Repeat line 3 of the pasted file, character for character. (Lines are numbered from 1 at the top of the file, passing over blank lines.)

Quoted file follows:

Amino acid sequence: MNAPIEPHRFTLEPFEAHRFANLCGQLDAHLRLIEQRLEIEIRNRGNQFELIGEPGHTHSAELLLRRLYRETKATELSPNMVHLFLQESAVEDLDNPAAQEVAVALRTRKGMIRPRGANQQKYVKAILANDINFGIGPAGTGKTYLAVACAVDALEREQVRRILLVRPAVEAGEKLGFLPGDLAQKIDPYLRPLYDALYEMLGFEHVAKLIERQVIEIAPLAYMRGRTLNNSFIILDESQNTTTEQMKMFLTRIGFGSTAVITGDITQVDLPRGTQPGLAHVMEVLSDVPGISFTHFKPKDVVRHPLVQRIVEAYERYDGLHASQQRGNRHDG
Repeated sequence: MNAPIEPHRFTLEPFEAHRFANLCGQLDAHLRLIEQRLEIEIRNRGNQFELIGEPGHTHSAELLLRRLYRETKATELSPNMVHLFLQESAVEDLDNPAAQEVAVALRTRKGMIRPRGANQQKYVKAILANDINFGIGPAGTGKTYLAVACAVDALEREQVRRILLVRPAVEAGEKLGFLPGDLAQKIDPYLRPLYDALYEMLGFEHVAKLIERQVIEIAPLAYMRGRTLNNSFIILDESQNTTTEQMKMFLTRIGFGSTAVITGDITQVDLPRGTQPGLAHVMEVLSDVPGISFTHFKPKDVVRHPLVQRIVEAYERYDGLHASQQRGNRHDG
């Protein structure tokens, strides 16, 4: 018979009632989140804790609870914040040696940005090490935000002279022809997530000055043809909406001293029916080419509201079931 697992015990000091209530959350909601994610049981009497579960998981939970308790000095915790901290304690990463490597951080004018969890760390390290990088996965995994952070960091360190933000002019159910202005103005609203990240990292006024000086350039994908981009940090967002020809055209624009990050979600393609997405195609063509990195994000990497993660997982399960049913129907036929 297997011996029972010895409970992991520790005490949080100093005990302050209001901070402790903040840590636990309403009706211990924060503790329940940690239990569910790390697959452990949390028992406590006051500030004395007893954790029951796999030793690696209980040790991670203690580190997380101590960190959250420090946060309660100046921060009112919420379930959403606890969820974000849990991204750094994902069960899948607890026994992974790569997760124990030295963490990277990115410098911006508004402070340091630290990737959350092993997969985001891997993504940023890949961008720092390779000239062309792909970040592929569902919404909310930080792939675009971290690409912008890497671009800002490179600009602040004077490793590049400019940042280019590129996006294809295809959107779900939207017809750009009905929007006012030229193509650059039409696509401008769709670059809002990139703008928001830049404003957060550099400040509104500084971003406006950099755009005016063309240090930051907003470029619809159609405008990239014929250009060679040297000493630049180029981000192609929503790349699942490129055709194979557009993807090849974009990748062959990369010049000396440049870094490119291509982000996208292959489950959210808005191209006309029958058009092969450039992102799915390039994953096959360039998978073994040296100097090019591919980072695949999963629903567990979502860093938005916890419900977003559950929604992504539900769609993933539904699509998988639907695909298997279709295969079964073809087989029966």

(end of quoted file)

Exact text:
């Protein structure tokens, strides 16, 4: 018979009632989140804790609870914040040696940005090490935000002279022809997530000055043809909406001293029916080419509201079931 697992015990000091209530959350909601994610049981009497579960998981939970308790000095915790901290304690990463490597951080004018969890760390390290990088996965995994952070960091360190933000002019159910202005103005609203990240990292006024000086350039994908981009940090967002020809055209624009990050979600393609997405195609063509990195994000990497993660997982399960049913129907036929 297997011996029972010895409970992991520790005490949080100093005990302050209001901070402790903040840590636990309403009706211990924060503790329940940690239990569910790390697959452990949390028992406590006051500030004395007893954790029951796999030793690696209980040790991670203690580190997380101590960190959250420090946060309660100046921060009112919420379930959403606890969820974000849990991204750094994902069960899948607890026994992974790569997760124990030295963490990277990115410098911006508004402070340091630290990737959350092993997969985001891997993504940023890949961008720092390779000239062309792909970040592929569902919404909310930080792939675009971290690409912008890497671009800002490179600009602040004077490793590049400019940042280019590129996006294809295809959107779900939207017809750009009905929007006012030229193509650059039409696509401008769709670059809002990139703008928001830049404003957060550099400040509104500084971003406006950099755009005016063309240090930051907003470029619809159609405008990239014929250009060679040297000493630049180029981000192609929503790349699942490129055709194979557009993807090849974009990748062959990369010049000396440049870094490119291509982000996208292959489950959210808005191209006309029958058009092969450039992102799915390039994953096959360039998978073994040296100097090019591919980072695949999963629903567990979502860093938005916890419900977003559950929604992504539900769609993933539904699509998988639907695909298997279709295969079964073809087989029966």